The pandemic has threatened to derail progress. However, climate change and debt relief may prove a rallying point and opportunity for coalition building and a new progressive agenda for a green recovery. Refinancing in new sectors, shaped by the changing patterns of trade and investment created by the pandemic, offer an opportunity to prioritise low-carbon, resilient and sustainable approaches to development. 

China’s global development finance

Globally, Russia is the largest recipient of Chinese loans, while prominent BRI partners are also heavily represented, such as Pakistan, Laos, Sri Lanka, Turkmenistan and Kazakhstan. In Latin America, Chinese overseas development finance totalled US$137 billion from 2005 to 2019, according to estimates by the China-Latin America Finance Database from The Dialogue and Boston University’s GDP Center.

Many of the largest sovereign borrowers are resource exporters. In Latin America, US$62 billion went to oil-rich Venezuela alone. Argentina and Ecuador, both commodity exporters that are at different stages of negotiating sovereign debt restructurings with the IMF, have also been major recipients, borrowing US$17.1 and $18.4 billion, respectively.

26%

of China's overseas lending for new energy capacity in 2020 went to non-conventional renewables

Much of this lending is focused on infrastructure, particularly energy and transport: 67% of China’s total loan commitments went to the energy sector, which has historically favoured high carbon, greenhouse-gas-emitting industries like oil, coal and gas. Non-hydro renewable energy such as solar and wind saw far less investment, though this is shifting. In 2020, solar and wind financing accounted for 26% of total committed capacity, up from only 10% for the period 2010–2019. With the landmark pledge from President Xi Jinping in September 2021 to cease building coal power overseas, we may see an acceleration in renewable energy investment.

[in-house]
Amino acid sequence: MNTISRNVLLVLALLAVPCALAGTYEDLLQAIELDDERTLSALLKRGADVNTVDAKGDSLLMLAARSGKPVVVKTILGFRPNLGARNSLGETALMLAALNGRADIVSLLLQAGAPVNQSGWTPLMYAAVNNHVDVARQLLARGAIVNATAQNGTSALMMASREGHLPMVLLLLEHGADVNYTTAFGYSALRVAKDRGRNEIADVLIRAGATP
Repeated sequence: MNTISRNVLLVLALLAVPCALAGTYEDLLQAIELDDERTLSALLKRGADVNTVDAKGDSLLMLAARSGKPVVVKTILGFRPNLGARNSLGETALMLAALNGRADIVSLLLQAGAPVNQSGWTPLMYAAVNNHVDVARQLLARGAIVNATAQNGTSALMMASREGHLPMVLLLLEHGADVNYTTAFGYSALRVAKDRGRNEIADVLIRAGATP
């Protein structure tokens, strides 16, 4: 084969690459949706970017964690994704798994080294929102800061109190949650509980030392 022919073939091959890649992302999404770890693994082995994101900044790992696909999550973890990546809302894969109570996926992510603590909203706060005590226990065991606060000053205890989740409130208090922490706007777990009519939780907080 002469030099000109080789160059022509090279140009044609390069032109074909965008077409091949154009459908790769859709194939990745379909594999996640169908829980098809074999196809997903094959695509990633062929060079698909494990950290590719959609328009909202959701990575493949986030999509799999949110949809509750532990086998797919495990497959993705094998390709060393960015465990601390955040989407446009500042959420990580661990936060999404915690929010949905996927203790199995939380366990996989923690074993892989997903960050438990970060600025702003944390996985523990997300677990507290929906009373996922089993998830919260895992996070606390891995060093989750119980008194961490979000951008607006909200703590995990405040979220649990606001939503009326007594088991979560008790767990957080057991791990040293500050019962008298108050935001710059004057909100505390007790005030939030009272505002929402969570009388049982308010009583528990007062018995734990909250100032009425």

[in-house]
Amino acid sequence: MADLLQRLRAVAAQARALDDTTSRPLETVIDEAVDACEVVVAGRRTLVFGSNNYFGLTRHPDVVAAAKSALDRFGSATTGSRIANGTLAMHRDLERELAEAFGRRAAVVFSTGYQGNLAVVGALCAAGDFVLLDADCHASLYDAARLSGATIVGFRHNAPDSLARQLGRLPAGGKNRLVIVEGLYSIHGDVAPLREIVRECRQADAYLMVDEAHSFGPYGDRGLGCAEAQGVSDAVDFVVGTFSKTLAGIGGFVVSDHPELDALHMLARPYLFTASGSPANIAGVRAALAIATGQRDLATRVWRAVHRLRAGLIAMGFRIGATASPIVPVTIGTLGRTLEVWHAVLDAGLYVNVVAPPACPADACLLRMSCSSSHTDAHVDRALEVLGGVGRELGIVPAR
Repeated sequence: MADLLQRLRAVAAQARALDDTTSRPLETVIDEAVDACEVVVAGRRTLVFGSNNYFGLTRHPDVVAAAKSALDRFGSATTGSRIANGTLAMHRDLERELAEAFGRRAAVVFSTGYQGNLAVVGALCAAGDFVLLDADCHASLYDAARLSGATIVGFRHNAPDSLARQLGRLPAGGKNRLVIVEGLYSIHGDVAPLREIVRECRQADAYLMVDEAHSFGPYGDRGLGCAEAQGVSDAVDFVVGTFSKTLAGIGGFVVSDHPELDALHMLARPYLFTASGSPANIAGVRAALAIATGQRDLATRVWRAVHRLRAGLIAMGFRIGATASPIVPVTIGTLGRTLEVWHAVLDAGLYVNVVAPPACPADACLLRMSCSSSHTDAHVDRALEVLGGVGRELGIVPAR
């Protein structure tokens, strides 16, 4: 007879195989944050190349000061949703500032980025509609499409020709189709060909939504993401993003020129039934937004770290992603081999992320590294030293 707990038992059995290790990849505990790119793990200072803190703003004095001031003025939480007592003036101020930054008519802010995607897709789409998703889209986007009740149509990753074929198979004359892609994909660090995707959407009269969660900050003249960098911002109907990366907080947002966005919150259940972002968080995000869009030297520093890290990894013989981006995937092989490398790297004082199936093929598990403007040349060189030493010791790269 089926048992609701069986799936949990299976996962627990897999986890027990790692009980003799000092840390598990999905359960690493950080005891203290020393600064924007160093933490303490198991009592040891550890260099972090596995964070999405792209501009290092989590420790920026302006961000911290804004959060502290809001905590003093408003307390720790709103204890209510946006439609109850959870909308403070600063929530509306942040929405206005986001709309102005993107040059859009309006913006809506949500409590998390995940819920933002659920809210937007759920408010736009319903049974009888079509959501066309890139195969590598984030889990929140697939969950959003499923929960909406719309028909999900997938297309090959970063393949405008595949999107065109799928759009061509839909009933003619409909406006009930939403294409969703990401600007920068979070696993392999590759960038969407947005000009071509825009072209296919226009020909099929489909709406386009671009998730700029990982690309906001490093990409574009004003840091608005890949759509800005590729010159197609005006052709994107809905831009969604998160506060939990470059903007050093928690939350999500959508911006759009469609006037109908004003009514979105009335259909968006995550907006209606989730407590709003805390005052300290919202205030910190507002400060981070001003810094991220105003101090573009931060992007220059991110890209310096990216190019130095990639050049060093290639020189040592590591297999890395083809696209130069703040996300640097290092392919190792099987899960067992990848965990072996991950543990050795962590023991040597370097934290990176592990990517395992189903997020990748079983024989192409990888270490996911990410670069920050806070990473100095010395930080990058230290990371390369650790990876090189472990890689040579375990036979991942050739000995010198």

In recent forums, Beijing has sought to demonstrate its solidarity with developing countries. At last week’s virtual ministerial meeting of China and the 33-strong regional bloc the Community of Latin American and Caribbean States (CELAC), foreign minister Wang Yi said China is “willing to work with the CELAC side to boost the green transition of [the] economy… and provide developing countries with greater support in emissions reduction technology and capacity building”.